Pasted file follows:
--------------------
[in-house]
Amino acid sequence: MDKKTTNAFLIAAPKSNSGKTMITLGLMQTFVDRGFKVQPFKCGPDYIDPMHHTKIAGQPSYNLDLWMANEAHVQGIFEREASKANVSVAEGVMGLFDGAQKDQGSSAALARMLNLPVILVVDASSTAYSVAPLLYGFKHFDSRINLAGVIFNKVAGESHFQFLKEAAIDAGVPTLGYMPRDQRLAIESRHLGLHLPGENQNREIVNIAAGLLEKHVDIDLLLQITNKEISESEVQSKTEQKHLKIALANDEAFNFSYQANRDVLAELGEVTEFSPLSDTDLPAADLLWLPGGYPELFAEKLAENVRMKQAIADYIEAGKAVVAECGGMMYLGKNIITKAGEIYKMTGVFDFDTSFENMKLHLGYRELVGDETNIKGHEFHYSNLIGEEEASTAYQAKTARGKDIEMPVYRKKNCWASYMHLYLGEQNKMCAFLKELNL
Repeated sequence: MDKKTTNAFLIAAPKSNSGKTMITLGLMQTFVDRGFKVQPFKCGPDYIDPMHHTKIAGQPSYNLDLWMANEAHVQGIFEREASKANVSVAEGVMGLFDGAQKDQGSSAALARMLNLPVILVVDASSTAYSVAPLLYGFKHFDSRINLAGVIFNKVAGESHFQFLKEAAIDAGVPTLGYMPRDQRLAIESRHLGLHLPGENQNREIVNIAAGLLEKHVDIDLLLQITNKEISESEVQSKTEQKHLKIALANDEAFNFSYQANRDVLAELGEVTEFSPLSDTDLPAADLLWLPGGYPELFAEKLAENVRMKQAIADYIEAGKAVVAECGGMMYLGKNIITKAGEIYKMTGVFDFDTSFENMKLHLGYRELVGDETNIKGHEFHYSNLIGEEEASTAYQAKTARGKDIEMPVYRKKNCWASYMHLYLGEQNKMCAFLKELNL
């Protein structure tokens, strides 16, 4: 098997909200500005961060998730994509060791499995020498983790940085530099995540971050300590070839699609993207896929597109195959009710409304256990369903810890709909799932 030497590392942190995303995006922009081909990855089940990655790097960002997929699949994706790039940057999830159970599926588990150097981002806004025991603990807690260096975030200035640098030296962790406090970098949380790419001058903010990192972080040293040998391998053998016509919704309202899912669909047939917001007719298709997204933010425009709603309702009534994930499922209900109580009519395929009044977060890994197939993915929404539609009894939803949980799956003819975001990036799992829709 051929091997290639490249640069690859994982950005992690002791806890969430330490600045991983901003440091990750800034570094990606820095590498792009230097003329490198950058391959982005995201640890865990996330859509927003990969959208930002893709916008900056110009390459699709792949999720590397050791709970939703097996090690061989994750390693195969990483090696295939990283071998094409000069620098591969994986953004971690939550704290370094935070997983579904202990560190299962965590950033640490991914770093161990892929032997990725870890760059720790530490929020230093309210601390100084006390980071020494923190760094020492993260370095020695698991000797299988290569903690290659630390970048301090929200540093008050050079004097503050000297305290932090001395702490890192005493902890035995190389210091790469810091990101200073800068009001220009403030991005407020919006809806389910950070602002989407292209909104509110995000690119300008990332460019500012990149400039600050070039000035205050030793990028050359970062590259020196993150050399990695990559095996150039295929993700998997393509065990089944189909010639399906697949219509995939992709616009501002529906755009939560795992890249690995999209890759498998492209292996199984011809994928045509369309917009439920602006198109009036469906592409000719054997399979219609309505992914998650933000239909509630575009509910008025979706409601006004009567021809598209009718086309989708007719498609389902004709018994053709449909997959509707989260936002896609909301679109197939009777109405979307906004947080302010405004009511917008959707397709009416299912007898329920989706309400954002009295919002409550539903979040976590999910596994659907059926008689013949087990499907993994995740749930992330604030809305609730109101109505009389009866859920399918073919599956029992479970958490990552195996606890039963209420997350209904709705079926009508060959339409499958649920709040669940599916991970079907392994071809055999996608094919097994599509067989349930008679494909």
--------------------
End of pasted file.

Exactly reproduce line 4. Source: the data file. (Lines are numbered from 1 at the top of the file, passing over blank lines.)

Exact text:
């Protein structure tokens, strides 16, 4: 098997909200500005961060998730994509060791499995020498983790940085530099995540971050300590070839699609993207896929597109195959009710409304256990369903810890709909799932 030497590392942190995303995006922009081909990855089940990655790097960002997929699949994706790039940057999830159970599926588990150097981002806004025991603990807690260096975030200035640098030296962790406090970098949380790419001058903010990192972080040293040998391998053998016509919704309202899912669909047939917001007719298709997204933010425009709603309702009534994930499922209900109580009519395929009044977060890994197939993915929404539609009894939803949980799956003819975001990036799992829709 051929091997290639490249640069690859994982950005992690002791806890969430330490600045991983901003440091990750800034570094990606820095590498792009230097003329490198950058391959982005995201640890865990996330859509927003990969959208930002893709916008900056110009390459699709792949999720590397050791709970939703097996090690061989994750390693195969990483090696295939990283071998094409000069620098591969994986953004971690939550704290370094935070997983579904202990560190299962965590950033640490991914770093161990892929032997990725870890760059720790530490929020230093309210601390100084006390980071020494923190760094020492993260370095020695698991000797299988290569903690290659630390970048301090929200540093008050050079004097503050000297305290932090001395702490890192005493902890035995190389210091790469810091990101200073800068009001220009403030991005407020919006809806389910950070602002989407292209909104509110995000690119300008990332460019500012990149400039600050070039000035205050030793990028050359970062590259020196993150050399990695990559095996150039295929993700998997393509065990089944189909010639399906697949219509995939992709616009501002529906755009939560795992890249690995999209890759498998492209292996199984011809994928045509369309917009439920602006198109009036469906592409000719054997399979219609309505992914998650933000239909509630575009509910008025979706409601006004009567021809598209009718086309989708007719498609389902004709018994053709449909997959509707989260936002896609909301679109197939009777109405979307906004947080302010405004009511917008959707397709009416299912007898329920989706309400954002009295919002409550539903979040976590999910596994659907059926008689013949087990499907993994995740749930992330604030809305609730109101109505009389009866859920399918073919599956029992479970958490990552195996606890039963209420997350209904709705079926009508060959339409499958649920709040669940599916991970079907392994071809055999996608094919097994599509067989349930008679494909």